A recent Ph.D. has had three interviews in the last month. She shared that she heard back from her second most promising interview at a start-up company: "the people from HR just contacted me. They let me know that they have chosen another person."
The Ph.D. candidate displays the essential soft skills, starting with the mission critical ones, as Peggy Klaus describes them: taking initiative, assuming responsibilities, managing and handling details, managing time productively, solving problems and using common sense behaviors.
Her technical profile is quite prodigious, as well. She grades out in the top of her classes throughout her education. She has developed strongly applicable engineering, modeling and experimental laboratory, pilot plant and plant technical or hard skills. These are what attracted the prospective employer in the first place.
Although she says she was just "not lucky enough," perhaps it was that she had not adequately developed her wise skills. Wise skills, described below, create a meaningful distinction between seemingly equally qualified people for positions or promotions.
Importance of Face-to Face Communication
In a world so taken by text messages, e-mails, social media and white papers, the human side of communication that happens face-to-face remains most important. People hire people, after all.
A blogger recently reported on a Harvard Business Review study that revealed 87 percent of professionals feel face-to-face meetings are essential for 'sealing a business deal,' while 95 percent said they are 'key to successful, longer-lasting business relationships.'
Our brains process many nonverbal cues as a basis for building trust and believability. Thus, face-to-face communication is information-rich. We obtain a major part of the message, and all of the emotional nuance, from body language, facial signals, pace and vocal tone. When a people say something to someone, they become aware of their listeners' expressions and read them by subconsciously placing themselves into their frame of mind.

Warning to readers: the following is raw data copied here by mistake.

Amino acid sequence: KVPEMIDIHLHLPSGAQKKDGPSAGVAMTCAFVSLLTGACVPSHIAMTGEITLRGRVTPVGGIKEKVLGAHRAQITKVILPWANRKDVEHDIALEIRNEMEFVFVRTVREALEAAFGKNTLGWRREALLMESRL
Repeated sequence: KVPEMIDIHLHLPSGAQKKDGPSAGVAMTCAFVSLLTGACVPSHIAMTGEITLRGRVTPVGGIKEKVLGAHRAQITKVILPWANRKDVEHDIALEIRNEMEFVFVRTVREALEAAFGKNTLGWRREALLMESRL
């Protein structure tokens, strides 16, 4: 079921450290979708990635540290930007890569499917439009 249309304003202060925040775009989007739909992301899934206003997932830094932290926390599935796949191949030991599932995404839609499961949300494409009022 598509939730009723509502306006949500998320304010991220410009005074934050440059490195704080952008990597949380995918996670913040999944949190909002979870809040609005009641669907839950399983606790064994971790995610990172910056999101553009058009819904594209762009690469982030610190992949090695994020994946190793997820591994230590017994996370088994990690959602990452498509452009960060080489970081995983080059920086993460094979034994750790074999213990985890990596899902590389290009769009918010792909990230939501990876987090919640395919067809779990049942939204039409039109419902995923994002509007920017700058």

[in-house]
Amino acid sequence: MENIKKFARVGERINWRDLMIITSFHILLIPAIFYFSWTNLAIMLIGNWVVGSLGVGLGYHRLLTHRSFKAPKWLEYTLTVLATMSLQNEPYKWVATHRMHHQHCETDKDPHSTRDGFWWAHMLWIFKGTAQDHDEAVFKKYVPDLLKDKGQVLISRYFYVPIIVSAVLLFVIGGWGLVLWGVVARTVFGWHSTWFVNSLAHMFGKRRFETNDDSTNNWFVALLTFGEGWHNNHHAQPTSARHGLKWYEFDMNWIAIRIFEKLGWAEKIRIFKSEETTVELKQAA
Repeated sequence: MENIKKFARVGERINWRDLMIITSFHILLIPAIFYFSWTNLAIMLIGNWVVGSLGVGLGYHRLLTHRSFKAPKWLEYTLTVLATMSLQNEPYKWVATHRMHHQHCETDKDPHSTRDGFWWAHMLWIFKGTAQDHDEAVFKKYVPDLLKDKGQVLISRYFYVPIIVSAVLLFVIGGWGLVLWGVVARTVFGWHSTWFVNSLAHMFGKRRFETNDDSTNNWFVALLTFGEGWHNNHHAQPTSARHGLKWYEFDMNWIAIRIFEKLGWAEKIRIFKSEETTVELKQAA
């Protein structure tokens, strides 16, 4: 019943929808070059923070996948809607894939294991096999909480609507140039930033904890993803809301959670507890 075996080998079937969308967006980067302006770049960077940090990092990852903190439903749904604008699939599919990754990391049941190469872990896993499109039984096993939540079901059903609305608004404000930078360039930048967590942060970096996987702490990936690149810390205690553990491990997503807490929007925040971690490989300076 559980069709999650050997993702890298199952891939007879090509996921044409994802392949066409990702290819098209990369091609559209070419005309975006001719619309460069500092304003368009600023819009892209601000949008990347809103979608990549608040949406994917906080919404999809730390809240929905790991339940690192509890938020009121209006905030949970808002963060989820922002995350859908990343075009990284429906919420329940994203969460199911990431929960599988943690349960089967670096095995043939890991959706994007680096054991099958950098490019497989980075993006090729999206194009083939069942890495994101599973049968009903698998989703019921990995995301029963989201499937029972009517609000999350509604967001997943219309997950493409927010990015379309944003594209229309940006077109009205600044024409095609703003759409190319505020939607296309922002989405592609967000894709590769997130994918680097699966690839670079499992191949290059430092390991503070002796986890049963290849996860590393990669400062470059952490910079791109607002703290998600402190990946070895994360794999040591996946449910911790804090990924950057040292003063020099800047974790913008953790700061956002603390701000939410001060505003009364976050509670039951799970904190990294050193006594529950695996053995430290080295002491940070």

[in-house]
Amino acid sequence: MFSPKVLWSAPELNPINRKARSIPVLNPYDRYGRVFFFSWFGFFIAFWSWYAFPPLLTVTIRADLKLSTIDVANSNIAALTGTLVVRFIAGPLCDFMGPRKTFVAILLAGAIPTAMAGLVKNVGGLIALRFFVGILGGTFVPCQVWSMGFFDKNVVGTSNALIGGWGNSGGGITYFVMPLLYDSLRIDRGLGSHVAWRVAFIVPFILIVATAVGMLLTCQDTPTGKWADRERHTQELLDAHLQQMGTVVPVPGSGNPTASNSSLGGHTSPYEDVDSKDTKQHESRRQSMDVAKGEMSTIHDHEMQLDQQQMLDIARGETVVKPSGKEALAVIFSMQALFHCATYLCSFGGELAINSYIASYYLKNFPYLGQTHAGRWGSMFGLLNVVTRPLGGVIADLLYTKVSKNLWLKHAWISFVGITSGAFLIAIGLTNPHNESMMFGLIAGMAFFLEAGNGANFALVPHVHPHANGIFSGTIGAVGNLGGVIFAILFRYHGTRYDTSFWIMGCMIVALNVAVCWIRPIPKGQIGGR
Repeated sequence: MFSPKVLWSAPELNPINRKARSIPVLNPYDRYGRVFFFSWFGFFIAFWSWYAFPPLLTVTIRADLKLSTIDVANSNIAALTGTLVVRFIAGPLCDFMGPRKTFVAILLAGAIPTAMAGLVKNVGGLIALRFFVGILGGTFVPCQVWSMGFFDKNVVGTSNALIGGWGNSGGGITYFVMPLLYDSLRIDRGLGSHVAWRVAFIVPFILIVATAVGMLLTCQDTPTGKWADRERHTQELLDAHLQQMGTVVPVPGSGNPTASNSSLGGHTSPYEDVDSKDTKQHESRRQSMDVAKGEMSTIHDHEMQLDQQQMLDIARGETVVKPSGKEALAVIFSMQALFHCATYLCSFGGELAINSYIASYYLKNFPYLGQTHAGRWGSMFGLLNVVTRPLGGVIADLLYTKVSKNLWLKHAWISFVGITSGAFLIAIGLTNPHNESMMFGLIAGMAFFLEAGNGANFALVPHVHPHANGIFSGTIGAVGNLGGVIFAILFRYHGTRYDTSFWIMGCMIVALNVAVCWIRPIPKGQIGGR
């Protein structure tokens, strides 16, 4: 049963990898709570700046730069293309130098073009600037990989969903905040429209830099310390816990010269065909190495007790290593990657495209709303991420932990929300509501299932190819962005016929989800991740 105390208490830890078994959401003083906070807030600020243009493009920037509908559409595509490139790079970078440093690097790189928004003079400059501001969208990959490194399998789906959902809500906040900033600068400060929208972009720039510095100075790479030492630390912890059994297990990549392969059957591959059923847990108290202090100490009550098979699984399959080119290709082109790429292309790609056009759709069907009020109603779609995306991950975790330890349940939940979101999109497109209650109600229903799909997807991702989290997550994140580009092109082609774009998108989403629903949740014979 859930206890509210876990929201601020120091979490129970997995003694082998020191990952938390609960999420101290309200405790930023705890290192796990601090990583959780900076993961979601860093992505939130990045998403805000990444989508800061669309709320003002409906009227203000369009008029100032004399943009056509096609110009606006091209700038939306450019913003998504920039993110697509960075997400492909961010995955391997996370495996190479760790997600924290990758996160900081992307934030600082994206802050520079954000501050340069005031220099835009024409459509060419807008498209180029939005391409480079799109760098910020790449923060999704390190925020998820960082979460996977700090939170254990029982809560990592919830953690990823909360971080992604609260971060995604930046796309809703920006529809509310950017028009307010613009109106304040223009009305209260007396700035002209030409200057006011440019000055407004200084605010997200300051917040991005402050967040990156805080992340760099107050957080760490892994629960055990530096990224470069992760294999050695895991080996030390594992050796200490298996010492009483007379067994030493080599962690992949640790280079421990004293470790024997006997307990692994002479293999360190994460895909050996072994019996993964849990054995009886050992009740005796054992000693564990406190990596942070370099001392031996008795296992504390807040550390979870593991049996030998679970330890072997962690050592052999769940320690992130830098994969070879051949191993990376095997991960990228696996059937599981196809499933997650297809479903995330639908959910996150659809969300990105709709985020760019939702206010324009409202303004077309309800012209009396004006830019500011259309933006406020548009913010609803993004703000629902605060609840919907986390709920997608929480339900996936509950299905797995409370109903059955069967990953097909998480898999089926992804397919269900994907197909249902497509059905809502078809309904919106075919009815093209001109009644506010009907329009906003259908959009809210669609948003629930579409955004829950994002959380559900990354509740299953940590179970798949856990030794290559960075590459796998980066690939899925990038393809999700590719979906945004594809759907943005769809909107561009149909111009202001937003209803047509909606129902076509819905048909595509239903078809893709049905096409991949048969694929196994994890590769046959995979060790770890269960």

People often try so hard to present ideas in ways that reveal command of subject areas that they lose sight of a key first step of communication: know your audience.
An authoritative discussion of audience analysis points to five layers. The first layer, situational analysis, can provide strikingly different results when considering verbal or written presentations. Situational analysis asks the question: Are audience members/readers present voluntarily of their own desire; do they want to be there?
The second layer is audience demographic homogeneity. For verbal presentations, we can assess and adapt. Audience analysis for written work, however, can lose its credibility and power if it does not presume heterogeneity to a degree.
The third layer is audience values, beliefs and attitudes. How does the audience think and feel? Does it develop a bias or opinion? The fourth layer is audience multicultural breadth, where language and style may be biased by culture. The fifth is topic knowledge and background or prior knowledge. Each layer must be considered and managed for optimum communication value.
Networking is commonly trivialized and often seems to be limited simply to information sharing. In this Internet-dominated age, it can seem passive. To be effective, networking needs to be more reliable, helpful and persistent; it needs to provide value and significance. Make formal commitments, and seek collaborations.
In The Now Habit, Neil Fiore writes about the deeper aspects of procrastination, describing it as a "a mechanism for coping with the anxiety associated with starting or completing any task or decision." Procrastination is an escape that permits people to just keep on doing busy work, treat everything that comes up as urgent, or never complete things to a personal level of satisfaction because something else comes up.